Business Leadership Styles
Management styles will undoubtedly vary, but is their a single recipe for success? Find out your leadership type and what it means for your team
Kicking off with an example of leadership styles: The football manager
Leaders may have any one of a number of so-called “leadership styles”. You can see them quite publicly, on the TV, in football managers, for example:
Some football managers may choose to dress in a suit, for instance, others in sportswear. Then, beside the obvious question of their attire, is their leadership style in action – Are they a quiet, contemplative manager who makes mental notes and then waits 45 minutes before directing their team at half-time or do they bark orders from the touchline, urgently shouting and waving their arms, furiously urging their squad on?
At the post-match interview we see the personalities of managers come to light again – Do they take defeat with humility, blame the referee or the other team or take it out on their own players? Does the winning manager act with an air of superiority or praise his opponents for a good challenge?
In football managers alone we see these very public displays of leadership styles and yet we still do not always know what goes on in the dressing room, the board room or the training ground.
Categorising leadership styles
In business, as in sport, there are a number of different leadership styles. We look at them in more detail for you to realise how you may already be managing your team…
The authoritarian leader
I’m in charge. You do what I say. These are the autocratic leaders whose style is one of command and control. They are usually very disciplined in themselves and disciplinarian when it comes to employees and manangement further down the chain of command.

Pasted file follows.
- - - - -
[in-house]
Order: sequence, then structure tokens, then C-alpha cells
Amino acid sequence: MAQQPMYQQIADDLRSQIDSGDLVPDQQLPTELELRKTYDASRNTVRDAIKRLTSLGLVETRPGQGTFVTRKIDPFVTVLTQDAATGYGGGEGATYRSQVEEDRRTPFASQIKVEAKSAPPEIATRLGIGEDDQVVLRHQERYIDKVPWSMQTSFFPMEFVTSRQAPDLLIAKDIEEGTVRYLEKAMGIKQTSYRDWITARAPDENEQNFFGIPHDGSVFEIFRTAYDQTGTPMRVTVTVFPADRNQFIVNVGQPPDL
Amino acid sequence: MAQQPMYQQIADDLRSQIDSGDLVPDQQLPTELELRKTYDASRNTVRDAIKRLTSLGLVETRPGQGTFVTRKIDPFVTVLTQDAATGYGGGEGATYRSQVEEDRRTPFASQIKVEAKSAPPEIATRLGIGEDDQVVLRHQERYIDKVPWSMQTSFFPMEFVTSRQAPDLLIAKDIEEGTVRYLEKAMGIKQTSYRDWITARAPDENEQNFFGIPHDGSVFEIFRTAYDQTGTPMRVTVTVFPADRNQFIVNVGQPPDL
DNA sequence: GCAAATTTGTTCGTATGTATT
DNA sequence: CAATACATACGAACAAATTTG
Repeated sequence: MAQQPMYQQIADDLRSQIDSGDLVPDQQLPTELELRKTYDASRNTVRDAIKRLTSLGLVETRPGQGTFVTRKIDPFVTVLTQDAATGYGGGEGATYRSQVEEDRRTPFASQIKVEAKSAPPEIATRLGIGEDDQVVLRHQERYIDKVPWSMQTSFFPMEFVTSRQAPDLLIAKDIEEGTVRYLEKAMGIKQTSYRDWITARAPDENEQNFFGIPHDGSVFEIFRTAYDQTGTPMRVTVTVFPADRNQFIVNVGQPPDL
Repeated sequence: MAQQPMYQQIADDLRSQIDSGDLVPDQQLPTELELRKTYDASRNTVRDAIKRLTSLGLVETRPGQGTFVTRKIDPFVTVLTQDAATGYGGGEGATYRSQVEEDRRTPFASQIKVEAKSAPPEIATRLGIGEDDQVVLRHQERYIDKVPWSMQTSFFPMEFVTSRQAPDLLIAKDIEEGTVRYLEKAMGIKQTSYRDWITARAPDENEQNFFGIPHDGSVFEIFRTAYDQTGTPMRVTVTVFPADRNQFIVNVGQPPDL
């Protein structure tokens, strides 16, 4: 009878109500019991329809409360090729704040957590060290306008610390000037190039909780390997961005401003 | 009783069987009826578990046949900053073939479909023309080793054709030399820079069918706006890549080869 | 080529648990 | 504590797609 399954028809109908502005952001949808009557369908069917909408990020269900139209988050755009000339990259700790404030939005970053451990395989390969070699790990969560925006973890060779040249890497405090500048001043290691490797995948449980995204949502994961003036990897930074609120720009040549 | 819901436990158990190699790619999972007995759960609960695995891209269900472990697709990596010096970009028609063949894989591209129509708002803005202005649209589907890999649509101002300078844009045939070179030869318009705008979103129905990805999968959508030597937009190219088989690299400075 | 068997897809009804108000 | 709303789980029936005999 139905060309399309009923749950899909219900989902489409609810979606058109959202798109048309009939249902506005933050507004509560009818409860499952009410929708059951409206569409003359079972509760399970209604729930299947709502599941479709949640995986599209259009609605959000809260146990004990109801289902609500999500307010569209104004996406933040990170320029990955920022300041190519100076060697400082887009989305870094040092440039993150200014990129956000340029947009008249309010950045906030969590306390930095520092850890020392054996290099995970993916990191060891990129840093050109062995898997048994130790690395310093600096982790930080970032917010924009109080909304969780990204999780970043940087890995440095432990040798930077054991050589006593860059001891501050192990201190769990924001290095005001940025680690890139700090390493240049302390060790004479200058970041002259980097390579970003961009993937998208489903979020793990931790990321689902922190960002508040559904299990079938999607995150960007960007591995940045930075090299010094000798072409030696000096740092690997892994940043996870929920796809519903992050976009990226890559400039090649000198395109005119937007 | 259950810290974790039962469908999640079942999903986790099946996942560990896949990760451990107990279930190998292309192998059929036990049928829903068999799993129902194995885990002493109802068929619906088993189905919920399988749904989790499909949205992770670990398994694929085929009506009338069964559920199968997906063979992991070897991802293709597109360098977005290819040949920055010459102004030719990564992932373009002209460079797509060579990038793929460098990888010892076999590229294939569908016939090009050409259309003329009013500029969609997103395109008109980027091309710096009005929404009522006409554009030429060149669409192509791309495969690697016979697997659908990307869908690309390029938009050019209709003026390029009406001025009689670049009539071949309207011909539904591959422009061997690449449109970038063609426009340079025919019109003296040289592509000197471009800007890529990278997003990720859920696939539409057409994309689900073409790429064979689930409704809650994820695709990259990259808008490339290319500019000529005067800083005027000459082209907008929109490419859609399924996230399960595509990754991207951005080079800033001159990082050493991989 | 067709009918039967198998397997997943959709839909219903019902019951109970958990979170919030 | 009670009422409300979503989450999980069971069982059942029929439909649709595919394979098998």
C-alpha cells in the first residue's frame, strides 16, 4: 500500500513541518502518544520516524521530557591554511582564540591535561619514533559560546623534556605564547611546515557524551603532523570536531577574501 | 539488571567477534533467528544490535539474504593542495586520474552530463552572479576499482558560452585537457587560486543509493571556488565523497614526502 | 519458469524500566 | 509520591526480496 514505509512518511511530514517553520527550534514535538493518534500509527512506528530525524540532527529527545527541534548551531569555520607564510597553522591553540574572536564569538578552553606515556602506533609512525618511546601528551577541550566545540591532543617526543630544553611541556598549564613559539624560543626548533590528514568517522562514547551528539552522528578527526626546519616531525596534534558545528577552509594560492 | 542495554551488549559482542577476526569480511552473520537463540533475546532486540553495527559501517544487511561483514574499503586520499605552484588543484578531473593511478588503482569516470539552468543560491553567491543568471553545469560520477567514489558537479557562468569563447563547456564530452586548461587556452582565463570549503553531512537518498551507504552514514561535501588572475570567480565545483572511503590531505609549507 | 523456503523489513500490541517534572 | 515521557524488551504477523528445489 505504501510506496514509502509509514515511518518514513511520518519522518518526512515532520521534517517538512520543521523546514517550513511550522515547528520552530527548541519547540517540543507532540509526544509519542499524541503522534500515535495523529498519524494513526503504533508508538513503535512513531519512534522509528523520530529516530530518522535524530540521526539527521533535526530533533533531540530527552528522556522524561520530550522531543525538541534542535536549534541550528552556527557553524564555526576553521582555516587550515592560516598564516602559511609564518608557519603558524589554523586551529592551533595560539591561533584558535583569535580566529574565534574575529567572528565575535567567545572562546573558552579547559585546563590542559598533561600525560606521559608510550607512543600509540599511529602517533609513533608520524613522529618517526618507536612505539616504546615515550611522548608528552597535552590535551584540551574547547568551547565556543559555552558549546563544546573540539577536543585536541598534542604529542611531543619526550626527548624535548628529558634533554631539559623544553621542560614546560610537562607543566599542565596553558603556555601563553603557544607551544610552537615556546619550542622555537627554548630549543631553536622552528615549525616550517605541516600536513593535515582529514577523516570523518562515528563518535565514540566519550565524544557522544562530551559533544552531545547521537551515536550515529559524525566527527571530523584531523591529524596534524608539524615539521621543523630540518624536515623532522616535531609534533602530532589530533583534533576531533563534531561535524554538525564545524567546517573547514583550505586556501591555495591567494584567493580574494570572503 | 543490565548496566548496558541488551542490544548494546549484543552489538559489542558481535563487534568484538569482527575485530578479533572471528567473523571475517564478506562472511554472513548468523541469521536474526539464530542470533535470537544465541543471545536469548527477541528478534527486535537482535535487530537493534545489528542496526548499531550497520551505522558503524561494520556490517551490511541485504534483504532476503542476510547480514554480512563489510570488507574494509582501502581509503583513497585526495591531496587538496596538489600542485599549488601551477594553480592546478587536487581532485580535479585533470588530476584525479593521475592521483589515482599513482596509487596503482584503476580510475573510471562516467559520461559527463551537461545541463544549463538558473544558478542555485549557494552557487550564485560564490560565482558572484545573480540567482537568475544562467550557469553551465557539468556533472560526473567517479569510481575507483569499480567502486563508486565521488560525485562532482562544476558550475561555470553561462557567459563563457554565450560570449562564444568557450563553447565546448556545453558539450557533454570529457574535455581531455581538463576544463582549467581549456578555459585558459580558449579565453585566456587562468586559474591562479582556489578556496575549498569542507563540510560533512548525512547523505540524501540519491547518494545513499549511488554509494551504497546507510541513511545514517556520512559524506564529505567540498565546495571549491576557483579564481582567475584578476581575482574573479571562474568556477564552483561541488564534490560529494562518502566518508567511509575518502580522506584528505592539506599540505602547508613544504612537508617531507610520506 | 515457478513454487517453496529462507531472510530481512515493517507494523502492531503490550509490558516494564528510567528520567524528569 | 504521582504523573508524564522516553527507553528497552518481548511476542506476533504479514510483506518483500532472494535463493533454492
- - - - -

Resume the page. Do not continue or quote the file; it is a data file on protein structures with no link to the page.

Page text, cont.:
These strict managers will often run a tight ship and anyone that steps out of line with the company policy is usually dealt with accordingly.
Communication is often a one-way affair with orders from the top trickling down the management structure and management decisions being referred to and made from the top.
The democratic leadership style
Whereas the authoritarian manager takes sole control, a leader with a democratic style is more open. Orders from the top are not always to be “obeyed without fail” but are more responsive to feedback.
The democratic leadership style allows the crowd to input its responses and future decisions are usually based more toward an appraisal of what the group wants as opposed to what the leader solely wants. that’s not to say that the democratic style doesn’t need a leader – there does need to be a strong figurehead at the top, no matter how accessible or dynamic they are.
Democratic management styles are thought to be more effective than autocratic/authoritarian styles as they promote a more unified business model.
From the French term “laissez-faire” or “leave it be” (literal translation is actually “let do”) this is a very liberal approach to leadership, a “hands off” style if you will.
These sort of leaders leave their staff to it, allowing them to make decisions etc.
Strong, skilled staff, trusted to work autonomously are best suited to a laissez-faire style of management but not workers who require a lot of “hands-on” attention and supervision.
A laissez-faire leader does need to exert control once in a while just to remind everyone “who’s boss” otherwise a too hands-off style can leave the ship to appear rudderless.
Which leadership style works best?
This very much depends on the personality of the leader, the persona of the workforce, the business, the business structure & size, the industry, the product or service, the customers, the economic climate, the culture of the territory in which the business is based and where its client base is…
There are so many factors that each style needs to be judged on its own merits in its own environment.
Historically speaking, the best form of leadership is the management style that has created the most success for a business (in terms of everything from profitability to brand recognition etc) and with the balance of keeping customers happy and with a happy, effective and efficient workforce – That will be the ultimate and most suitable management style.
This business advice article is by is4profit’s former business editor Paul Mackenzie Ross.